From my perspective (ACT model), feelings of joy only come when someone is able to fully engage in an activity that is meaningful and important. In your case I would look at three potential factors relating to the experience of joy.
what activities you have in your life that you feel are meaningful.
If and when you attend to these activities do you find that you are fully present, or away with your thoughts/ trying to control your experience
Finally, to experience joy, you need to open up to the full spectrum of human experience. Those activities that are important enough to you that you might experience joy, are often also closely tied with some pretty confronting situations that you may wish to avoid.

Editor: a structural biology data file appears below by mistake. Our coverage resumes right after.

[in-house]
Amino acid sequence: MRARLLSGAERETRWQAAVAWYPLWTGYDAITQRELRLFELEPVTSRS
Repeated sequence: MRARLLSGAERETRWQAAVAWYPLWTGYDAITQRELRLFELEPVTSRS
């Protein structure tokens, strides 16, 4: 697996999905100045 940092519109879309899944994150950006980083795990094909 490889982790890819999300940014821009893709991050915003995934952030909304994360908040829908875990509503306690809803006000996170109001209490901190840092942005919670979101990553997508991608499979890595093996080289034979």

In other words, what you love and what you fear most are poured from the same vessel. And to truly experience moments of joy, you must be open to the possibility of unpleasant emotions in the pursuit of these.
Hoping not to wake up sounds like a solution to a problem. Would that problem be difficult emotions/ thoughts? If so the problem may your relationship to your emotions. If you see some emotions as the enemy, and some as the end goal, you are likely to struggle with a large part of your experience. This struggle often keeps unpleasant thoughts and emotions around for longer than they otherwise would be, and impact on your ability to be present and open to your day to day experience.
I hope you find this useful in answering your question :)